... The bicycle is both a corporate metaphor and a real-life symbol of New Belgium's beginnings. While biking in Belgium in 1986, Lebesch, an electrical engineer, had an epiphany about the glories and idiosyncratic flavors of Belgian beers, which led to his home brewing efforts to replicate Belgian styles. He and Jordan, a social worker, married in 1990. As she recounts it, once they decided to go professional they formulated a four-part strategy: "To have fun, to make world-class beers, to proceed on a sound environmental basis, and to promote good beer culture." ...

The brewery promotes biking in a variety of ways, like its Tour de Fat, a funky 12-city roving music-and-bike festival that raises funds for local cycling groups. On Thursday evenings in summer, New Belgium has been known to arrange bike-in cinema nights where locals peddle on over to sip beers and watch films outdoors on an inflatable screen. And at the company, it is the bicycle that is the first of several career milestone markers: every NBB employee receives a bike after a year. (The tour of Belgium comes after five, and a fruit tree planted in the brewery orchard after ten.) ...

Many breweries have long recycled spent grains to local farmers for use as feed. Others, such as Sierra Nevada Brewing in Chico, Calif., and Great Lakes Brewing of Cleveland, are also making innovative waste reduction efforts. But few can boast of a sustainability director, like New Belgium's Jennifer Orgolini. She began on the company bottling line in 1993, but has moved through a variety of positions, including chief operating officer. ...

NBB's laundry list of efforts to reduce its energy footprint can fill pages, but includes more efficient brewing vessels, lighting from fluorescent bulbs and passive solar tubes, desks fashioned from recycled paper and cardboard, a brewhouse constructed from reclaimed timber, and even tasting room seats made from old bicycle rims.

In general, one of the heaviest footprints in brewing comes from the wastewater used largely in cleaning bottles, barrels, and production tanks. Brewing efficiencies vary, but an industry standard is to expend about five barrels of water in brewing one barrel of beer. "We have that down to a 3.9-to-1 ratio," said Brandon Weaver, New Belgium's lead process water technician. "Our goal is to reduce it to 3.5-to-1." The on-site water treatment facility moves wastewater through a series of anaerobic and aerobic ponds, where bacteria munch away on the organic wastes, cleaning the wastwater and simultaneously producing methane - which in turn can proudce about 15 percent of the brewery's power needs.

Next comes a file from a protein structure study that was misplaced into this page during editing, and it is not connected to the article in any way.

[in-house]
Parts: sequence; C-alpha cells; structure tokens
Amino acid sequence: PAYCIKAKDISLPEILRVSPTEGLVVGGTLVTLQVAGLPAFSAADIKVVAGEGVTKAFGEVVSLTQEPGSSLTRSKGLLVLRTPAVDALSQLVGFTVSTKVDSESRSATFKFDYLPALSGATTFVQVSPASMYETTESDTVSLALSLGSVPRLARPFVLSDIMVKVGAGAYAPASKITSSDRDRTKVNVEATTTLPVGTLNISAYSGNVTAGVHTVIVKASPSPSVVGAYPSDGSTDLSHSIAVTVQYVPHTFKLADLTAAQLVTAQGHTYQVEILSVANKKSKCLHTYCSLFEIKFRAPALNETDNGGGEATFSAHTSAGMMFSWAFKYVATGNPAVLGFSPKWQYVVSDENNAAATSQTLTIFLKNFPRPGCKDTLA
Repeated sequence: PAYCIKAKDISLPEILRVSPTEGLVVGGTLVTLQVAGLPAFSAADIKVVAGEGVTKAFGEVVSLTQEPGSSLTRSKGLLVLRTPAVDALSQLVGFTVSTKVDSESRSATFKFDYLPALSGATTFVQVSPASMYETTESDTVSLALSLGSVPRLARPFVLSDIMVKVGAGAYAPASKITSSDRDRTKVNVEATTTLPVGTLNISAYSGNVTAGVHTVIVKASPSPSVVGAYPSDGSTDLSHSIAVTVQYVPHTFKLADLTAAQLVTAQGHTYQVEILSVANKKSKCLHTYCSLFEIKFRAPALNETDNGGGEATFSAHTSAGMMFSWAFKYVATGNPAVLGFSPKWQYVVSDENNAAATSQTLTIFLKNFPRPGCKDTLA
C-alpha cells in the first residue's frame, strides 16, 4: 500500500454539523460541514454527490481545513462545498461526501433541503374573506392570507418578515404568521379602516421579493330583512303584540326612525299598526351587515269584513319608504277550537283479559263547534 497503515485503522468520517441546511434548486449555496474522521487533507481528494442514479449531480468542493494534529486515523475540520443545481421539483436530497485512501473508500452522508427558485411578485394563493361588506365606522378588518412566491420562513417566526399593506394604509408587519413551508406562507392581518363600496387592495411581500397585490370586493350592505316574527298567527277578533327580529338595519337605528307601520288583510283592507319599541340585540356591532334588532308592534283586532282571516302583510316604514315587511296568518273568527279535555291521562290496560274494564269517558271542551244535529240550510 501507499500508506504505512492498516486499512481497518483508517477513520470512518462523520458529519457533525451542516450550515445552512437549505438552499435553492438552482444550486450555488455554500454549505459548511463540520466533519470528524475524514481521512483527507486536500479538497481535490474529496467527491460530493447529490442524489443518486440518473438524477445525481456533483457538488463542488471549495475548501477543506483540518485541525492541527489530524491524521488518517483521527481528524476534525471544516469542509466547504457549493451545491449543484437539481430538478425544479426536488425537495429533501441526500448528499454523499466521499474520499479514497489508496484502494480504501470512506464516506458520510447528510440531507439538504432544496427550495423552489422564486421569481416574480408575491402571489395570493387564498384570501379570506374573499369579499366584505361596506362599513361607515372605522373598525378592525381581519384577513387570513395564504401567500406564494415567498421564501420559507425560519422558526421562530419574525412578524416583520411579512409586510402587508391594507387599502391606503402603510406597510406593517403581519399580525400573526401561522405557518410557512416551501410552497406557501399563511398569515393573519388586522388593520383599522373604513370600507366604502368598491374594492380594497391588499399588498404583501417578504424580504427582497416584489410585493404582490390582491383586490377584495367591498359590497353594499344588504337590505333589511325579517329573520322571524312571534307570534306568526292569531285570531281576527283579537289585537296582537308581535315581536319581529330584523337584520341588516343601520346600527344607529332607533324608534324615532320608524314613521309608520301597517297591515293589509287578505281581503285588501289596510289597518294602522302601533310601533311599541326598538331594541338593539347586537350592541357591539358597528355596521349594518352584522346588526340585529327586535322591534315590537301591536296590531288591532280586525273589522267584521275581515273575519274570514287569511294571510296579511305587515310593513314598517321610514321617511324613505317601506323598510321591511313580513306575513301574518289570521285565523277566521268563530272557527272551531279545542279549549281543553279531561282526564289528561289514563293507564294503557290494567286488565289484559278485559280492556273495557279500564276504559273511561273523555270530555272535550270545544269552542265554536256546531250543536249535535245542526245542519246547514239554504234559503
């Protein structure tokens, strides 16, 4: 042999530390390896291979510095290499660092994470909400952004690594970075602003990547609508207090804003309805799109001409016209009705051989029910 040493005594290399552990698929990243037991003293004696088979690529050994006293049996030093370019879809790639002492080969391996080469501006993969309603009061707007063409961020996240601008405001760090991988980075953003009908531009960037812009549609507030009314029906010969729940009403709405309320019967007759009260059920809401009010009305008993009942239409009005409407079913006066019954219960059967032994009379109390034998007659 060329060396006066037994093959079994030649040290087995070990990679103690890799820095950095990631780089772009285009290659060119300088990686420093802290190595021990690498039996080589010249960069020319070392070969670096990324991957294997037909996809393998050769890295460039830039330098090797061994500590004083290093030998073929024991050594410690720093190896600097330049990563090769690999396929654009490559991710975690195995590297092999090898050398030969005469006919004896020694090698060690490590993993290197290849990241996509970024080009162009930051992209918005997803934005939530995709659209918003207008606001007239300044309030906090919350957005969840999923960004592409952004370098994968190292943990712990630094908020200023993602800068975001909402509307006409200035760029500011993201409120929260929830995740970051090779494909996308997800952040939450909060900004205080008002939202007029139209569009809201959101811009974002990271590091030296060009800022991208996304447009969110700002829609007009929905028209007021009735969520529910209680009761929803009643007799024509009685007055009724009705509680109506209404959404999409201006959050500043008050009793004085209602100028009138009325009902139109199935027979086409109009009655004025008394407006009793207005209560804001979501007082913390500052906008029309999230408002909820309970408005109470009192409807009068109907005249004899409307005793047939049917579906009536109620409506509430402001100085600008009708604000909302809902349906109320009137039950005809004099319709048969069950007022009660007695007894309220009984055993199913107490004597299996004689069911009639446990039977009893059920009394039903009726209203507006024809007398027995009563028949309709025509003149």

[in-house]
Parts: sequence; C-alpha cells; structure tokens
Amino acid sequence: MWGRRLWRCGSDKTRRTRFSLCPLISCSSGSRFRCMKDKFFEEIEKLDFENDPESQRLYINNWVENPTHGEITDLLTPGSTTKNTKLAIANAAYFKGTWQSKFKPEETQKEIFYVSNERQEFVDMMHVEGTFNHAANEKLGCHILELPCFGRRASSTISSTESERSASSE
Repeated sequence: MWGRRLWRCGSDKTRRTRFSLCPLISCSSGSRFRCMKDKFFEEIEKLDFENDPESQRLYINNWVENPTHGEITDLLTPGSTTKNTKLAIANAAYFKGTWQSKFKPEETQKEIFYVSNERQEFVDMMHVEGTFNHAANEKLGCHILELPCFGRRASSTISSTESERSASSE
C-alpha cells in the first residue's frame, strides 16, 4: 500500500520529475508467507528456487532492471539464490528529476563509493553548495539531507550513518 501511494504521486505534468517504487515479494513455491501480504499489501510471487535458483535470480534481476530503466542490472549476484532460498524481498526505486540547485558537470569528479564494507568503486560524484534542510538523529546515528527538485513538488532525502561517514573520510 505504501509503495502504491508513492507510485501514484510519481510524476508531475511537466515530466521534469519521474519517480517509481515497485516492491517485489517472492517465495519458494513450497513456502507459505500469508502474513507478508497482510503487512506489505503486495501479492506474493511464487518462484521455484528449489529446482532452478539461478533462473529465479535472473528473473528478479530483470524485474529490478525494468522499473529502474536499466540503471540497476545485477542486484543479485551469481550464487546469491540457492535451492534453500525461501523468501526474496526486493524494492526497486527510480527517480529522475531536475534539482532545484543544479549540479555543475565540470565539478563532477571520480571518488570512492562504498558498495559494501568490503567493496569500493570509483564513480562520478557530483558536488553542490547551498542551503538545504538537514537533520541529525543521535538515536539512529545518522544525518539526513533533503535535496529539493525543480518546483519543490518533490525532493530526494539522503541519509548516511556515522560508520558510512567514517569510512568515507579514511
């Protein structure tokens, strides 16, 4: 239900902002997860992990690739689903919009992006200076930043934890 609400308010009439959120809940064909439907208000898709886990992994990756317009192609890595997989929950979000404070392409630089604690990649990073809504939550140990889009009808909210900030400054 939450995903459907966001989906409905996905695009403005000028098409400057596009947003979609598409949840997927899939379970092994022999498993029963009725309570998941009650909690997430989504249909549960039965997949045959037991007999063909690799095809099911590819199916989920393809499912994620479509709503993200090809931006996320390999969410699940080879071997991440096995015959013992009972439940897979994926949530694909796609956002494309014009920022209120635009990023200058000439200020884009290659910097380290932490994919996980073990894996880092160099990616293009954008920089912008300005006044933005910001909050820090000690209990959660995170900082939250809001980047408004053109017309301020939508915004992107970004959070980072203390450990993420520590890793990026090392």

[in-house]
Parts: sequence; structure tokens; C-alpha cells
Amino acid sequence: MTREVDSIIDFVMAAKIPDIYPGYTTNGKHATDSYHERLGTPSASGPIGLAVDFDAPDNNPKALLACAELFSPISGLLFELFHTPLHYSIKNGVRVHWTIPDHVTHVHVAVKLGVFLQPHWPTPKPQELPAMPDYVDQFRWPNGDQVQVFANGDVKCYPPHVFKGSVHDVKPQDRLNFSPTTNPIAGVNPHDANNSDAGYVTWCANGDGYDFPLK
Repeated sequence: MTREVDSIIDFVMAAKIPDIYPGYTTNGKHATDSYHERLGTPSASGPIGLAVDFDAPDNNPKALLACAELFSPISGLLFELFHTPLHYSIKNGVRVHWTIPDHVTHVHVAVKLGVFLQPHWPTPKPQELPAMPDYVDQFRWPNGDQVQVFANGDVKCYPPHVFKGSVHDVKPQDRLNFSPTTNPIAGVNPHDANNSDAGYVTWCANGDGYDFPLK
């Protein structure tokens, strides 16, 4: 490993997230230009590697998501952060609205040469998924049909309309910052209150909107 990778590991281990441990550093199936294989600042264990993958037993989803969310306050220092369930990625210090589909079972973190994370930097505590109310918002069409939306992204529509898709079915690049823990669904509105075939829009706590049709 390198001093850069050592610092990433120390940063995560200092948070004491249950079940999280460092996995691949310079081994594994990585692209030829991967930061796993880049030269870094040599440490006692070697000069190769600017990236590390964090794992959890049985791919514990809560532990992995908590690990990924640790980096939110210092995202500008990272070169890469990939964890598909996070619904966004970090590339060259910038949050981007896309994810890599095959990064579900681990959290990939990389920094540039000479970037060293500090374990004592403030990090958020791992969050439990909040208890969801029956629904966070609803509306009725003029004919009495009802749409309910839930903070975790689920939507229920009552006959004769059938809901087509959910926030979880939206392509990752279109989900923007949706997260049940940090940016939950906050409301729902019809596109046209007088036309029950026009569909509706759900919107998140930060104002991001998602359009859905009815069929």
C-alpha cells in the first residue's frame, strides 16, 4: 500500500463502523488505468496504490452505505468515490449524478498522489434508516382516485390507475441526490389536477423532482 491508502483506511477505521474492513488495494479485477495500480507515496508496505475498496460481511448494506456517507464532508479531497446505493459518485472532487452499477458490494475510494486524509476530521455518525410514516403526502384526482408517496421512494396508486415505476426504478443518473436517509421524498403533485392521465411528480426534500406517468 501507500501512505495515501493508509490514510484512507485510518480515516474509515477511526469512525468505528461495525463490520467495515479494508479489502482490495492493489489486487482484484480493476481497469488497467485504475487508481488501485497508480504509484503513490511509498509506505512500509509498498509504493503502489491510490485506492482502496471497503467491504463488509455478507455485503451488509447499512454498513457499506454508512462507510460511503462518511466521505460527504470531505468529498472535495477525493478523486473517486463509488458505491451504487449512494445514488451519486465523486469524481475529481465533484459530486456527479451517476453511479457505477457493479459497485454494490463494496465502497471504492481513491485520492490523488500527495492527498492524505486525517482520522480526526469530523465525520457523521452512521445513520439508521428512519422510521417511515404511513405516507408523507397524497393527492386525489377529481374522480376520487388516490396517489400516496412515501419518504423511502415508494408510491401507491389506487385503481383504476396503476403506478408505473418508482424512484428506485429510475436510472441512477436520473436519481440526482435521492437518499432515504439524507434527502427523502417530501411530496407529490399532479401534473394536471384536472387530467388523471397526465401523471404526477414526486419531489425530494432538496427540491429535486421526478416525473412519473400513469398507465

Transforming waste into a commodity is a good thing, although to the discriminating beer drinker, it's what is in the glass that counts. If the brews concocted by NBB were mere bellywash, there wouldn't be much hullabaloo. But its regular and seasonal lineups of beers are among the best in craft brewing, and the line often lets its hair down with imaginative ingredients - kaffir lime leaves, crushed coriander, gogi berries. (-- pgs. 27-28)

A parting glass:

from an old dog in his cups ...
bar
ah, my friend, it's awful, worse
than that - you just get
going good -
one bottle down and
gone -
the poems simmering in your
head
but
halfway between 60 and
70
you pause
before opening the
second bottle -
sometimes
don't
after 50 years of
heavy drinking
you might assume
that extra bottle
will set you
babbling in some
rest home
or tender you
a stroke
alone in your
place
the cats chewing at
your flesh
as the morning fog
enters the broken
screen.
one doesn't even think of
the liver
and if the liver
doesn't think of
us, that's
fine

but it does seem
the more we drink
the better the words
go.

death doesn't matter
but the ultimate inconvenience
of near-death is worse than
galling.

I'll finish the night off
with
beer.

From You Get So Alone At Times That It Just Makes Sense by Charles Bukowski, the old sinner, pgs. 268-269)

Favorite beers or beer facts worthy of a mention?
teaman90
Don't keep 'em to yourself, for goodness sake. Be a pal and share! All contributions - tips, gambles, cash, cases of beer you wish to promote - most gratefully received! If you prefer, e-mail me at leo@askiblitz.com and read me the Riot Act. Yes, you can teach an old dog new tricks. Woof!